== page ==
Further, the airline claims that damages suffered by Mr. Langdon were through his own negligence, since he did not remove his valuables from his bags which were to be placed in the baggage hold of the aircraft and not carried aboard with him. The airline denies that it was negligent at any point in time and contends that in any event, the alleged loss, if any, was due to unforeseen, intervening, and such other conduct perpetrated by third parties not within the airline’s control.
Evidence at Trial
 At the trial, Mr. Langdon’s evidence was at variance with the evidence in his witness statement and other supporting evidence in the trial bundle.
 In his witness statement filed on 31st January 2020, Mr Langdon states; “On arrival at the Piarco International Airport, Trinidad, I cleared immigration and immediately attempted to retrieve my two pieces of luggage from the designated carousal. I only retrieved the piece of luggage that I had checked in at the airport and not the said carryon. Said carryon was nowhere in sight”.
 At the trial, Mr. Langdon in cross-examination states that “I was given the assurance that the carryon bag would have been collected at the Miami airport”. He states “on arrival at the Piarco Airport in Trinidad, I went to the Caribbean Airlines executive lounge area for a little while after I disembark the plane and was directed in the in-transit waiting area. I did not go to immigration. I would not have to collect in Trinidad”.
 The court notes a letter in the trial bundle dated 12th February 2019 from Derick Sylvester, counsel on behalf of Mr. Langdon, to Ms. Delia Fletcher, the manager of Caribbean Airlines Ltd, St. George’s, Grenada. The letter states “when our client cleared with the immigration officials in Trinidad and attempted to retrieve his luggage, he noticed the only bag available to him is what he checked himself at counter and not his carry on”.
 The claimant’s Pre-trial Memorandum filed on May 6, 2020, states “upon the claimant’s arrival at Piarco Airport his carryon was not produced to him, and he immediately made a missing baggage claim.”
 In a statement of agreed facts and issues filed on 18th June 2020, both the claimant and defendant agreed the fact that “When the claimant landed at Piacro Airport, his carryon was not produced to him, and he immediately made a missing report”.
 It is evident that Mr. Langdon’s witness statement, contemporaneous document, Pretrial review and agreed statement of facts leading up to trial are all at variance with the evidence given at trial with respect of where he was told that he would be receiving his carry-on luggage.
 CPR 29. 5 (1) (a) (d) requires a witness statement to be signed or otherwise authenticated by the intended witness and must include the statement by the that he or she believes the statement of facts in it to be true. Mr Langdon witness statement complied with the requirement.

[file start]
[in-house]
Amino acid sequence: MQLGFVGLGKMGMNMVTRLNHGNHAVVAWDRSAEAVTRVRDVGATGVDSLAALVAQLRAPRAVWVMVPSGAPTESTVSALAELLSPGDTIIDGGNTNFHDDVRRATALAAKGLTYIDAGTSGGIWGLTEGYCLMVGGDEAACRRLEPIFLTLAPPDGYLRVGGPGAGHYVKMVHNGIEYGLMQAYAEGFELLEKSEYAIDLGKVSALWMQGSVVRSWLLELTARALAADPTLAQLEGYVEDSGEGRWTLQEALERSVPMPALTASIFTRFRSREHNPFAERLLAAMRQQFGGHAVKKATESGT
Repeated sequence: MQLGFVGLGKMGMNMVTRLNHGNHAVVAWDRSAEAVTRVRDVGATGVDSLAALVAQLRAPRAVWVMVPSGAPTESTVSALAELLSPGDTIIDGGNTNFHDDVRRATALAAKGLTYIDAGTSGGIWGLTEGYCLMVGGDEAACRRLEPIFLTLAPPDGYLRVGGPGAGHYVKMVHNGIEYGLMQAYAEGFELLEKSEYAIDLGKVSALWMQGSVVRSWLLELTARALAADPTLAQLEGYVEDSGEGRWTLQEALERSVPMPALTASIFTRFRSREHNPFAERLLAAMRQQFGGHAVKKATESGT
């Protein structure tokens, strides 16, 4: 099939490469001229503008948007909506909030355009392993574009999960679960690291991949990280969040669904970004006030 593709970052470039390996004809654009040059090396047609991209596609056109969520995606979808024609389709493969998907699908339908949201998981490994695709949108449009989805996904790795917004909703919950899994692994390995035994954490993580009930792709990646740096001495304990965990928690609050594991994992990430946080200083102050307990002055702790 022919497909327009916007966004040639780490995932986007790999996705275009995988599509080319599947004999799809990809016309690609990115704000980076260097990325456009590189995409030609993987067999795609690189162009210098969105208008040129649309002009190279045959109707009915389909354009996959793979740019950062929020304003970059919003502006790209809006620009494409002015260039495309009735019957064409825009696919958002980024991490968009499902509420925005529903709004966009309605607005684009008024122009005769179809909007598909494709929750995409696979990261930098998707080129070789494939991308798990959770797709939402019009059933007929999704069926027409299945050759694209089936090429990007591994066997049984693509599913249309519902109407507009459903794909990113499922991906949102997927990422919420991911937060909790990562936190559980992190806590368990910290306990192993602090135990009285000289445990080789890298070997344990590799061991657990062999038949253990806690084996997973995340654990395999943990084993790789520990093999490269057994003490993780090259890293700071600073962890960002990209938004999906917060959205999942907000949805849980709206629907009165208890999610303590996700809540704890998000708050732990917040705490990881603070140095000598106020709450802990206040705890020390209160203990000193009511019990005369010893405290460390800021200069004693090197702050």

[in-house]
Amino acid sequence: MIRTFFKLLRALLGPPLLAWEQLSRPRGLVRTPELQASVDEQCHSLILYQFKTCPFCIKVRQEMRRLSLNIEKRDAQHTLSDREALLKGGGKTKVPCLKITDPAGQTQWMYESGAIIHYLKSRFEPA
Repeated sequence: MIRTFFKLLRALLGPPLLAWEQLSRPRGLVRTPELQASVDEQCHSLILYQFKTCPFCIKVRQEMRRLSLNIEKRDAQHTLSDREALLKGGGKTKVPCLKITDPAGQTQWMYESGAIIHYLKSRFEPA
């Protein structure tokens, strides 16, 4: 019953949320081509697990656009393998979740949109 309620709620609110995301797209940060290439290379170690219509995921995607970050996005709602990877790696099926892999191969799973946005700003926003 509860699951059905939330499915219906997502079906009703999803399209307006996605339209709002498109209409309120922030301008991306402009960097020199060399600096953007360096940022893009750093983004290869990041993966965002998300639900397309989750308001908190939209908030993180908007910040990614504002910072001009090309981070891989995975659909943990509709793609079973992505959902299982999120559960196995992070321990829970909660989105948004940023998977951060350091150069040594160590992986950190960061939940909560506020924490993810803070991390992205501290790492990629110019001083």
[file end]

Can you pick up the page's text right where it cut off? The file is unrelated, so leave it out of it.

A litigant should not argue a different case at trial other than what was pleaded. A witness’ statement stands as his or her “evidence-in-chief” and forms part of the evidence at trial. The witness (on oath or affirmation) confirms the truth of his statement when he is called to give evidence at trial. It is therefore essential for the witness statement to accurately reflect the true facts of the case that the witness will rely on. The function of the witness statement when viewed against the contemporaneous documents verify the credibility of the witness testimony given in court. As a result, it is important that parties make sure that their witness statements correctly deal with all the factual issues in the case.
 Mr. Langdon states that he simply signed the witness statement. He said that he was never given the assurance that he would be collecting his bag on arrival at Piarco Airport, Trinidad.
 In Smith –v- J&M Morris (Electrical Contractors) Limited “ it was said:
“…….It is often the case that witness statements, drafted by solicitors or their agents in good faith (I exclude, of course, any case of deliberate intent to deceive by a witness or drafter), are signed or otherwise accepted by witnesses without any or any proper consideration of their accuracy, completeness or even truth”. Too often (indeed far too often) witnesses who have had statements prepared for them by solicitors tell the Judge that matters in the statement are not correct; they say (all too believably) that they simply signed what the solicitor had drafted for them without reading it through carefully and critically. This reflects badly not only on the witness, but on the whole case presented by the party calling the witness.”